The PROTECT IP Act Will Slow Start-up Innovation

As venture capitalists, we believe deeply in the value of decentralized, emergent, start-up innovation. The Internet has been an unusually fertile ground for this type of innovation largely because, for the first time in history, it has been possible to get directly to consumers without negotiating with entrenched intermediaries. The result has been a spectacular explosion of innovation with tremendous benefits to consumers and to the global economy.

McKinsey recently studied thirteen mature national economies and found that over the past five years, 21% of GDP growth can be directly attributed to the Internet. They found that 2.4 jobs were created for every job lost to Internet efficiencies. They also found that over the last fifteen years, an increase in Internet maturity is directly correlated to an average increase in real per capita GDP of $500. By contrast, it took 50 years to see that impact during the industrial revolution of the 19th century.

The Internet is good for the economy. It is also good for consumers. McKinsey found that Internet efficiencies put $64B back in U.S. consumer’s pockets in 2009. The full report is here.

So when considering legislation or regulation that would impact the basic structure of the Internet, we believe that legislators and regulators should be guided by a key tenet of the Hippocratic Oath “FIRST DO NO HARM”.

Earlier today, together with fifty-three venture capitalists from forty firms, we sent a letter to one hundred Senators and a number of Congressman expressing our concern about S. 968, the PROTECT IP Act (“PIPA”). We believe this act, as it is currently written, does not meet this critical test.

The entire letter is available here, but a key section is quoted below:

The bill is ripe for abuse, as it allows rights-holders to require third-parties to block access to and take away revenues sources for online services, with limited oversight and due process.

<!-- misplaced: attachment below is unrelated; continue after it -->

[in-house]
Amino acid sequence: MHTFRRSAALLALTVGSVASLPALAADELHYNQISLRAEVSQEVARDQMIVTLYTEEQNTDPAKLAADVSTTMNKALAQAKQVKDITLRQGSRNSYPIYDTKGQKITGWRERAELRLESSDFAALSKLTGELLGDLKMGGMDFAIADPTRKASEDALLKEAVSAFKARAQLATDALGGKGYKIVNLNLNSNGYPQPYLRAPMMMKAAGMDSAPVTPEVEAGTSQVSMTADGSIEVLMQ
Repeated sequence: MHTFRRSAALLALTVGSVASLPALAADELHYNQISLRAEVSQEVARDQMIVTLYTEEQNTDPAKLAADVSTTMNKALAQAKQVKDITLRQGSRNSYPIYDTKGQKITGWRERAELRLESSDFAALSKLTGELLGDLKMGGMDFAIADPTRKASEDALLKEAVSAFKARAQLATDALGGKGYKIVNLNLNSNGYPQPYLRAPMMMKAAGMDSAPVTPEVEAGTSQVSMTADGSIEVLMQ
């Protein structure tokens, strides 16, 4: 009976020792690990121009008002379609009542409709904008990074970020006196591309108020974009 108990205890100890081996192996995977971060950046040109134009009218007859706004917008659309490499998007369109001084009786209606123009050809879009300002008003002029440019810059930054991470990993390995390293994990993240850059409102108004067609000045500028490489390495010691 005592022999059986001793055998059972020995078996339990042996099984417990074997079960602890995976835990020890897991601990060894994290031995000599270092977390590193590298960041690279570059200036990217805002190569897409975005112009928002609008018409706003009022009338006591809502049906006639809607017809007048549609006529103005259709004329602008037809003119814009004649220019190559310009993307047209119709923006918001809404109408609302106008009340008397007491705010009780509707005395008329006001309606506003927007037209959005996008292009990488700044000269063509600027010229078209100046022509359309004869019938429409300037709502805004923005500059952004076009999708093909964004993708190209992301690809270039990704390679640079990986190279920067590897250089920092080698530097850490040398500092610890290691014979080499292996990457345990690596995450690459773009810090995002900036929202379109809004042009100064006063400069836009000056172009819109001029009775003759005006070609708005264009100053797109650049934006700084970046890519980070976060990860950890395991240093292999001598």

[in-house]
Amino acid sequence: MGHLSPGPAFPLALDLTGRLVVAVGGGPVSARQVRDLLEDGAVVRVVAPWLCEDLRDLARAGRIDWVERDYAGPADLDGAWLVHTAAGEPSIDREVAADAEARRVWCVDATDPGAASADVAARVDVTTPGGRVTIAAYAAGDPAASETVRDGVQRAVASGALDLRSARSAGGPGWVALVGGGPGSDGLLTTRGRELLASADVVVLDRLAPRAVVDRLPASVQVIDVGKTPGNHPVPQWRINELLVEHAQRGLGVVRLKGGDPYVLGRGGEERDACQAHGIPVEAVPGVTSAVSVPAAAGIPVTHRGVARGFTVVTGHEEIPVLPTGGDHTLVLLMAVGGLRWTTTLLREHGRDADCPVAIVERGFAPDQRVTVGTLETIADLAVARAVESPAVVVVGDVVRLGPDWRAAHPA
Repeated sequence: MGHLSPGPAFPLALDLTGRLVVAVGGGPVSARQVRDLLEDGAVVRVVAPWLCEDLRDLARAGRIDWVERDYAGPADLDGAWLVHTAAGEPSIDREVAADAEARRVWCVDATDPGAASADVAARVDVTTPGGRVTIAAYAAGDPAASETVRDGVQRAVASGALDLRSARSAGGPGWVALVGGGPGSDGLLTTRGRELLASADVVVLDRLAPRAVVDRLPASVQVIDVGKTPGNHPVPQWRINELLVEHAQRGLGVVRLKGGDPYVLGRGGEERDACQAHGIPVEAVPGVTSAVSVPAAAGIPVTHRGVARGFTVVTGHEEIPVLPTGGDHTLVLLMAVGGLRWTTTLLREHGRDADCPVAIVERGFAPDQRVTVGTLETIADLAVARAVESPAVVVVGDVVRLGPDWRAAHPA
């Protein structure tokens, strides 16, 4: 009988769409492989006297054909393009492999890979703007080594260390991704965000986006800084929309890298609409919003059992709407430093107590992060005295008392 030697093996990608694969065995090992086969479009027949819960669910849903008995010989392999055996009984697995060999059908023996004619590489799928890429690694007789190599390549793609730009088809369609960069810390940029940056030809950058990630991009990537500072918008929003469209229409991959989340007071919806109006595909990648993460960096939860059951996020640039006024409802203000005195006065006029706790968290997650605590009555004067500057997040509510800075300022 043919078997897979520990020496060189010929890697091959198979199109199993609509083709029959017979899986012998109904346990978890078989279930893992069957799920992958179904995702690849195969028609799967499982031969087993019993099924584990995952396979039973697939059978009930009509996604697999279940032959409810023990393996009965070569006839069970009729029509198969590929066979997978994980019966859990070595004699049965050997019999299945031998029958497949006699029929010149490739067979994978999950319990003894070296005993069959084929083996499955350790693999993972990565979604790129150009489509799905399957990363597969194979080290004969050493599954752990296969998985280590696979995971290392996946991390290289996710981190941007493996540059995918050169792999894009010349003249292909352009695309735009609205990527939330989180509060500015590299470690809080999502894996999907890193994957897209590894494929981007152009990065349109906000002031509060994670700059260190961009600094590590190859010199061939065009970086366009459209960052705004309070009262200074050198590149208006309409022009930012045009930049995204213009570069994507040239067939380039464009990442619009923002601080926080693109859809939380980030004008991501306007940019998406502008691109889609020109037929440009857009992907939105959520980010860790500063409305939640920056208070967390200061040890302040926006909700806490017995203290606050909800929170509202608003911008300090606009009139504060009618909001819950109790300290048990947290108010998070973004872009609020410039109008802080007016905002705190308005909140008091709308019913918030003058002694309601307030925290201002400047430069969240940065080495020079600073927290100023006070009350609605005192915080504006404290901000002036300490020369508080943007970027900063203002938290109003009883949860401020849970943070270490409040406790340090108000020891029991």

In particular:

  1. By requiring “information location tools” — potentially encompassing any “director[ies], index[es], reference[s], pointer[s], or hypertext link[s]” — to remove access to entire domains, the bill puts burdens on countless Internet services.
  2. By requiring access to sites to be blocked by Domain Name System providers, it endangers the security and integrity of the Internet.
  3. The bill’s private right of action will no doubt be used by many rights-holders in ways that create significant burdens on legitimate online commerce services. The scope of orders and cost of litigation could be significant, even for companies acting in good faith.

From our perspective as investors, this will substantially increase the risk of investing in an already risky sector. These risks will necessarily reduce the availability of capital for young companies. That could have a serious impact on venture backed start-ups and reduce the number of innovative services available to consumers.

Even worse, we believe the legislation will not make a serious dent on piracy. But it’s unintended consequences will diminish the United States role as a leader in one of the most important and promising sectors of the global economy.

Again from our letter:

While we understand PIPA was originally intended to deal with “rogue” foreign sites, we think PIPA will ultimately put American innovators and investors at a clear disadvantage in the global economy. For one, services dedicated to infringement will simply make their sites easy to find and access in other ways, and determined users who want to find blocked content will simply shift to services outside the reach of U.S. law, in turn giving a leg up to foreign search engines, DNS providers, social networks, and others. Second, PIPA creates a dangerous precedent and a convenient excuse for countries to engage in protectionism and censorship against U.S. services.

Venture capitalists are notoriously apolitical. We believe in markets. We are not asking for tax breaks or favorable regulatory rulings, we are asking for restraint.

The group of venture capitalists who joined us in expressing concern about S. 968, the PROTECT IP Act (“PIPA”) represent a broad range of political views. We share a passion for start-ups like and a conviction that young companies are a fantastic source of productive innovation. This group is responsible for a significant amount of investment in the U.S. economy.

The signatories to this letter work for firms that manage over $13B. We are early investors in services like Facebook, Twitter, Zynga, Skype, Groupon, LinkedIn, Tumblr, Foursquare, and a host of other important web services. The services we have backed now reach over a billion users.

We believe that policy makers understand the importance of this sector of our economy. We hope they will address our concerns.

If you share our concerns, you can follow this link to PopVox and make sure your voice is heard.